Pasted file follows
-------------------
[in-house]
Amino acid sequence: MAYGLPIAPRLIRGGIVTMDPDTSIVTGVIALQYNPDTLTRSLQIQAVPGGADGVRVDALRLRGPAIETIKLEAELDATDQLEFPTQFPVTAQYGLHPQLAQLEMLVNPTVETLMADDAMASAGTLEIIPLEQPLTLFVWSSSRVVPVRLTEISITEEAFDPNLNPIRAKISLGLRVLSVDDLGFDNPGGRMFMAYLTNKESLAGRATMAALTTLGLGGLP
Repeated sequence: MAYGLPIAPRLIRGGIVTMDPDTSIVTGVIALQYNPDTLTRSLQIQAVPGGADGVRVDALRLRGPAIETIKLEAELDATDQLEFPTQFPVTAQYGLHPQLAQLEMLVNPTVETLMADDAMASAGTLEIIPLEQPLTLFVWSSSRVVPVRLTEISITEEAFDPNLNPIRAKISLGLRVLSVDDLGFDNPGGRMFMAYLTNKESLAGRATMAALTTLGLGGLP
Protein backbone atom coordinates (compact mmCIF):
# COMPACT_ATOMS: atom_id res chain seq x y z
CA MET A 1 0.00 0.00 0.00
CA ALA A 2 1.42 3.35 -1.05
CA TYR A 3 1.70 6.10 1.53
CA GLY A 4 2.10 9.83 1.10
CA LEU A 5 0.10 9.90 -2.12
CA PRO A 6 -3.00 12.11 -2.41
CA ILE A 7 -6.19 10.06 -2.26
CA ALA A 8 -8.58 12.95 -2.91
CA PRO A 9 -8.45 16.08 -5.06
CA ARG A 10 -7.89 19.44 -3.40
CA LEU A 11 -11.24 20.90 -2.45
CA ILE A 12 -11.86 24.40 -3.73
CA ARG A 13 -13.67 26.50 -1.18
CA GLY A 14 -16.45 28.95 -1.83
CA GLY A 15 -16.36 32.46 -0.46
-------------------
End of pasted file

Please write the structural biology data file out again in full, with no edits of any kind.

[in-house]
Amino acid sequence: MAYGLPIAPRLIRGGIVTMDPDTSIVTGVIALQYNPDTLTRSLQIQAVPGGADGVRVDALRLRGPAIETIKLEAELDATDQLEFPTQFPVTAQYGLHPQLAQLEMLVNPTVETLMADDAMASAGTLEIIPLEQPLTLFVWSSSRVVPVRLTEISITEEAFDPNLNPIRAKISLGLRVLSVDDLGFDNPGGRMFMAYLTNKESLAGRATMAALTTLGLGGLP
Repeated sequence: MAYGLPIAPRLIRGGIVTMDPDTSIVTGVIALQYNPDTLTRSLQIQAVPGGADGVRVDALRLRGPAIETIKLEAELDATDQLEFPTQFPVTAQYGLHPQLAQLEMLVNPTVETLMADDAMASAGTLEIIPLEQPLTLFVWSSSRVVPVRLTEISITEEAFDPNLNPIRAKISLGLRVLSVDDLGFDNPGGRMFMAYLTNKESLAGRATMAALTTLGLGGLP
Protein backbone atom coordinates (compact mmCIF):
# COMPACT_ATOMS: atom_id res chain seq x y z
CA MET A 1 0.00 0.00 0.00
CA ALA A 2 1.42 3.35 -1.05
CA TYR A 3 1.70 6.10 1.53
CA GLY A 4 2.10 9.83 1.10
CA LEU A 5 0.10 9.90 -2.12
CA PRO A 6 -3.00 12.11 -2.41
CA ILE A 7 -6.19 10.06 -2.26
CA ALA A 8 -8.58 12.95 -2.91
CA PRO A 9 -8.45 16.08 -5.06
CA ARG A 10 -7.89 19.44 -3.40
CA LEU A 11 -11.24 20.90 -2.45
CA ILE A 12 -11.86 24.40 -3.73
CA ARG A 13 -13.67 26.50 -1.18
CA GLY A 14 -16.45 28.95 -1.83
CA GLY A 15 -16.36 32.46 -0.46